||This article relies largely or entirely upon a single source. (April 2011)
Genkan of a residence in Japan, viewed from outside looking in.
Genkan, viewed from inside looking out.
Genkan (玄関) are traditional Japanese entryway areas for a house, apartment, or building—something of a combination of a porch and a doormat. The primary function of genkan is for the removal of shoes before entering the main part of the house or building. Genkan are often recessed into the floor, to contain any dirt that is tracked in from the outside (as in a mud room). The tiled or concrete genkan floor is called tataki (三和土).
Upon entry, shoes are usually turned to face the door so they can be slipped on easily when leaving or placed into a getabako. After removing shoes, one must avoid stepping in the genkan in socks or with bare feet, to avoid bringing dirt into the house. Once inside, generally one will change into slippers, or shoes intended for indoor wear (Uwabaki).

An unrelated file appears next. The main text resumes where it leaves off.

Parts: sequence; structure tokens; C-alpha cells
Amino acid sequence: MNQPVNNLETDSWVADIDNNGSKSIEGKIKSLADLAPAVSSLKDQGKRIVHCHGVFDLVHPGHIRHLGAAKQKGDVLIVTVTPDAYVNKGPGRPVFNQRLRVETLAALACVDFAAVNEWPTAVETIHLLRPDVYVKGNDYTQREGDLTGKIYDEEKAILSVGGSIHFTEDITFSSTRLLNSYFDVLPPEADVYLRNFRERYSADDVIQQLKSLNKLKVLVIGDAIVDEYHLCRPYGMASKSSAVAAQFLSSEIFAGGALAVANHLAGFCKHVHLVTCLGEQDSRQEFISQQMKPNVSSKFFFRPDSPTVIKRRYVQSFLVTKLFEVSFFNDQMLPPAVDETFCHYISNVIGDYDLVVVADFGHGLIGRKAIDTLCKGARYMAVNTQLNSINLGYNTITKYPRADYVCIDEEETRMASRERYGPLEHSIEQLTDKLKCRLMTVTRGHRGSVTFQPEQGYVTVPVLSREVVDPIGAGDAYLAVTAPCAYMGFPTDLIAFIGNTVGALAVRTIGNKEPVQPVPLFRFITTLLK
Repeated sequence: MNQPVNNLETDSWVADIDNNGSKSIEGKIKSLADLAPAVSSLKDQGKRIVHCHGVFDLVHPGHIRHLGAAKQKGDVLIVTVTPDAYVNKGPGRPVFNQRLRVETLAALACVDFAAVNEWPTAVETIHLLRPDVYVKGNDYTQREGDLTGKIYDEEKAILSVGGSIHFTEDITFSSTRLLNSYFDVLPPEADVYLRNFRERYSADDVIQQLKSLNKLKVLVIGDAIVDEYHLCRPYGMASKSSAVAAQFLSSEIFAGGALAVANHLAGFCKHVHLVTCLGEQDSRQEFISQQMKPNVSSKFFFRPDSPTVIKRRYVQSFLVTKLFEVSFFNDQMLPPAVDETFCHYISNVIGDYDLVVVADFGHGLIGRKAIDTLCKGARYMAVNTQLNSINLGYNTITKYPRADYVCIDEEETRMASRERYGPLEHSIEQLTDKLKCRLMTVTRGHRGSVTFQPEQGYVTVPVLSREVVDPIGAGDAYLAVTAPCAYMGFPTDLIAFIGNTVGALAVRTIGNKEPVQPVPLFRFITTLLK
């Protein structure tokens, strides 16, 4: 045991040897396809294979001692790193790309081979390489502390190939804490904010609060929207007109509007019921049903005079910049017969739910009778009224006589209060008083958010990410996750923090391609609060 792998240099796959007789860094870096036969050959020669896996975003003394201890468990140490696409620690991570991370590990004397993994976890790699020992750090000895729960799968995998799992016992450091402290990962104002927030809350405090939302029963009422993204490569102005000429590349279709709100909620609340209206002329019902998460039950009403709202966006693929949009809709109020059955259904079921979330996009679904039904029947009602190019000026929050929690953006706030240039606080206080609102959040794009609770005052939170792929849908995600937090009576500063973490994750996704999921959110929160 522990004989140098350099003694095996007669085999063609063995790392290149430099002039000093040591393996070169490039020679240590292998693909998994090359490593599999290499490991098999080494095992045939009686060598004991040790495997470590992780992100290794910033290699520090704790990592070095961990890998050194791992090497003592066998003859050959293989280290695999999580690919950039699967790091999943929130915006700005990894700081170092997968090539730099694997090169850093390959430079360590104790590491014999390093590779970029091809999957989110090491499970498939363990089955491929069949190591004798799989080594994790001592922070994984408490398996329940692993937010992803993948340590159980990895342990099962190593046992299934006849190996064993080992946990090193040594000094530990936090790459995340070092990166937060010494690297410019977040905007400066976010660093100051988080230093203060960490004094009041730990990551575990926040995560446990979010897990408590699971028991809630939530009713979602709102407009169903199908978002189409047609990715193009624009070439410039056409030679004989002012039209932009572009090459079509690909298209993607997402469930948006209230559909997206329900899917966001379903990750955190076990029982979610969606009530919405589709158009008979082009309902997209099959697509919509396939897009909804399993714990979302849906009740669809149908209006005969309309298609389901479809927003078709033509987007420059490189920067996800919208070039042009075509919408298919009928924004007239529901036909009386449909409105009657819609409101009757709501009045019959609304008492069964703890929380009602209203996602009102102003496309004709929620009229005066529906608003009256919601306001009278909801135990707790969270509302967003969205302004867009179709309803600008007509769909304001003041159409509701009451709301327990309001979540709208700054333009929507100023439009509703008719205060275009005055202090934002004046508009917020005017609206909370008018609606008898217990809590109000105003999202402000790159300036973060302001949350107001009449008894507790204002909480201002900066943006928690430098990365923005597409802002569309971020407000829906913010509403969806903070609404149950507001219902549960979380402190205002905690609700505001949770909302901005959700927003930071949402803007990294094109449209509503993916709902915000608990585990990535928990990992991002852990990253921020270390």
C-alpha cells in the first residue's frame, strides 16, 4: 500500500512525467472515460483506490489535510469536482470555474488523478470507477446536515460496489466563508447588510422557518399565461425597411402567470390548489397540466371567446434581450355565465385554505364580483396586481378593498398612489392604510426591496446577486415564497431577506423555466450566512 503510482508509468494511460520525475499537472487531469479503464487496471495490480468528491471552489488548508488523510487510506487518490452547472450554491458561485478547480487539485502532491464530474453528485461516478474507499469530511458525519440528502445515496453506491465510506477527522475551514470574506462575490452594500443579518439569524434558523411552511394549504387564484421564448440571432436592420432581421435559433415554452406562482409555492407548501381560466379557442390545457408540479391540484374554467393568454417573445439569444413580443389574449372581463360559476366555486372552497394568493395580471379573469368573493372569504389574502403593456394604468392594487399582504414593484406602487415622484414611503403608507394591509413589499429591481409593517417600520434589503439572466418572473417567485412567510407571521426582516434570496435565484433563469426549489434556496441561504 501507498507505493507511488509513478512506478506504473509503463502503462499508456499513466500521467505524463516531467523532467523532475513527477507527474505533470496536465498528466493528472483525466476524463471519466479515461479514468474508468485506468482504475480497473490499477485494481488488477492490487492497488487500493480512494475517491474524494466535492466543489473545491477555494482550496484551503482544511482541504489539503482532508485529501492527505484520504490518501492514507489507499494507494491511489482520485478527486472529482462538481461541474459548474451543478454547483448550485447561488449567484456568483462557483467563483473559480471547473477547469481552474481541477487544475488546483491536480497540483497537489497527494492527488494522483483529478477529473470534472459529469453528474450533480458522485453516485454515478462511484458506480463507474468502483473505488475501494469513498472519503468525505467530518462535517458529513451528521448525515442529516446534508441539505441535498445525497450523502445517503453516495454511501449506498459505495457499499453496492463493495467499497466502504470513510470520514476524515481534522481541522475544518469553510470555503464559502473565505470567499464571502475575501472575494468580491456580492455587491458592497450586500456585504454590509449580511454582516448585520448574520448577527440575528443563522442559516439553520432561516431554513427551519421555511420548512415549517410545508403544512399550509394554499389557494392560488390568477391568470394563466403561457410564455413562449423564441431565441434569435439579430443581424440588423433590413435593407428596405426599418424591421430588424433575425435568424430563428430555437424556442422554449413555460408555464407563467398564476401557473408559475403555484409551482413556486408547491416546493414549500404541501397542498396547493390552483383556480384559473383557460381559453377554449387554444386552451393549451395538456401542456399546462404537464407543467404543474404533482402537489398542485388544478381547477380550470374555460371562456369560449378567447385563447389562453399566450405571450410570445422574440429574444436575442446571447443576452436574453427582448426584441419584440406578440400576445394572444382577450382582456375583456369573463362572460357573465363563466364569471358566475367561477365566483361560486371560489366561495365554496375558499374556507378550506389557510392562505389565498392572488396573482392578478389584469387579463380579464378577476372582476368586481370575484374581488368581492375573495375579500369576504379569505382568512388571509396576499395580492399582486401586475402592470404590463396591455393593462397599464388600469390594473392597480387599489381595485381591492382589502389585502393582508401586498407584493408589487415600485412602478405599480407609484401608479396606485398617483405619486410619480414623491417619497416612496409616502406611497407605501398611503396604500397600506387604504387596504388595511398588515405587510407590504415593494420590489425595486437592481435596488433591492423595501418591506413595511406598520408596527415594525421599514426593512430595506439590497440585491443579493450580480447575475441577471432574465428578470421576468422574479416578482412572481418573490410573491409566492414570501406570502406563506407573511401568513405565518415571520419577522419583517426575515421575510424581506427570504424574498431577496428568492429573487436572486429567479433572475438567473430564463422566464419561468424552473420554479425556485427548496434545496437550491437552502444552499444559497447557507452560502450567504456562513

Genkan are also occasionally found in other buildings in Japan, especially in old-fashioned businesses. In schools and sentō (public baths), genkan are equipped with shoe lockers or cubby holes.
The custom of removing one's shoes before entering the house is believed to go back over one thousand years to the pre-historical era of elevated-floor structures. It has continued to the present, even after the westernization of the Japanese home, which began in the Meiji period (1868–1912).
South Korea 
In South Korea, a genkan is known as hyeongwan (현관), and is likewise near-universal in private homes (as well as certain older buildings and jjimjilbang).
See also 
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